CASPER, Wyo. — Wyoming’s U.S. Sen. John Barrasso on Friday helped introduce the “American Nuclear Infrastructure Act,” legislation which he says would set the stage “to deploy advanced nuclear technologies like the Natrium reactor coming to Wyoming.”
“The American Nuclear Infrastructure Act will strengthen both America’s energy and national security,” Barrasso said in a press release shared by his office on Friday. “In the face of Russian and Chinese aggression, it’s critical we remain the world’s leading developer of nuclear energy technology. This bipartisan legislation gets that done. Nuclear power is dependable and clean. Our bipartisan bill supports the continued operation of America’s existing reactors and sets the stage to deploy advanced nuclear technologies like the Natrium reactor coming to Wyoming.”
Governor Mark Gordon announced this June that Wyoming has been selected for the construction of a new “advanced” nuclear reactor, saying it would be “game-changing and monumental” for Wyoming.
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The system would be built at one of four sites in Wyoming. It was co-developed by TerraPower, founded by Bill Gates and GE Hitachi Nuclear Energy. The U.S. Department of Energy has awarded TerraPower $80 million in initial funding to demonstrate the Natrium technology, which TerraPower claims can offer “improved reactor economics, greater fuel efficiency, enhanced safety and lower volumes of waste.”
The Natrium reactor would be a sodium-cooled fast reactor (SFR), utilizing different technology than existing reactors in the United States, which are either pressurized water reactors and the remaining or boiling water reactors. Whether the Natrium technology would actually improve on existing reactors is debated, with the Union of Concerned Scientists exploring the issue in their “‘Advanced’ Isn’t Always Better” report.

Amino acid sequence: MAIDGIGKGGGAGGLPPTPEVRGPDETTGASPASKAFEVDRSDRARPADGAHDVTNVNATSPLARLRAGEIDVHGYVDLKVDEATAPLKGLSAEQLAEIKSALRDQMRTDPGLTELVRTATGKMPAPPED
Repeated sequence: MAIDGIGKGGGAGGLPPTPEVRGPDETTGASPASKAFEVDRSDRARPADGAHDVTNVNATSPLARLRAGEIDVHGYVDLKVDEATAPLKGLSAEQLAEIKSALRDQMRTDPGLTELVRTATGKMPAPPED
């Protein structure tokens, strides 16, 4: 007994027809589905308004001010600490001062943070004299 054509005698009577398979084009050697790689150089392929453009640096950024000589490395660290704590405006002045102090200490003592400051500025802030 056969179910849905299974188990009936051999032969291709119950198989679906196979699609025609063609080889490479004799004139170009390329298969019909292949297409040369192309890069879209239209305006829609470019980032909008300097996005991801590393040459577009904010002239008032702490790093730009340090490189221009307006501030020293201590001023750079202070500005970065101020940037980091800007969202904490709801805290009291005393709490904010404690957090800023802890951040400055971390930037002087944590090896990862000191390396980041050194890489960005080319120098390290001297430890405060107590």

The Barrasso-backed “American Nuclear Infrastructure Act” has bipartisan support. Other senators who introduced the legislation last week include:
- U.S. Sen. Shelley Moore Capito (R-W.Va.)
- U.S. Sen. Sheldon Whitehouse (D-R.I.)
- U.S. Sen. Cory Booker (D-N.J.)
- U.S. Sen. Mike Crapo (R-Idaho)
The Friday press release claims that the American Nuclear Infrastructure Act (ANIA) would:
- Re-establish American international competitiveness and global leadership
- Empower the Nuclear Regulatory Commission to “lead a consensus-building process in international forums to establish regulations for advanced nuclear reactor designs”
- Give authority to the Nuclear Regulatory Commission “to deny imports of Russian nuclear fuel on national security grounds”
- Create a prize “to incentivize the successful licensing process of next generation nuclear technologies and fuels”
- Require the Nuclear Regulatory Commission to “identify and resolve regulatory barriers to enable advanced nuclear technologies to reduce industrial emissions”
- Authorize a targeted credit program to “preserve nuclear plants at risk of prematurely shutting down”
- Restructure rules that restrict investment in nuclear energy
- “Revitalize” the country’s nuclear supply chain infrastructure
- Identify “modern manufacturing techniques to build nuclear reactors better, faster, cheaper, and smarter”
“It’s important that we continue to position the United States as a global energy leader, and that requires us to take full advantage of all sources of America’s energy potential,” Capito said in the release. “Along with our nation’s coal and natural gas resources, nuclear power can provide critical clean and reliable electricity needed to power our homes and businesses.”
Whitehouse said that the legislation would help keep existing nuclear plants online “preventing their replacement with dirtier fossil fuels.”
“We also need to invest in developing a new generation of nuclear power technologies that can productively reuse spent nuclear fuel,” the senator added.
Booker highlighted the role of nuclear energy in reducing carbon emissions and addressing climate change.
“The American Nuclear Infrastructure Act will facilitate the development of the next generation of advanced nuclear reactors, help keep our existing fleet of reactors safely operating, and provide critical funding to clean up legacy pollution from abandoned mines located on Tribal lands,” Booker added.
Further information about the legislation is available online: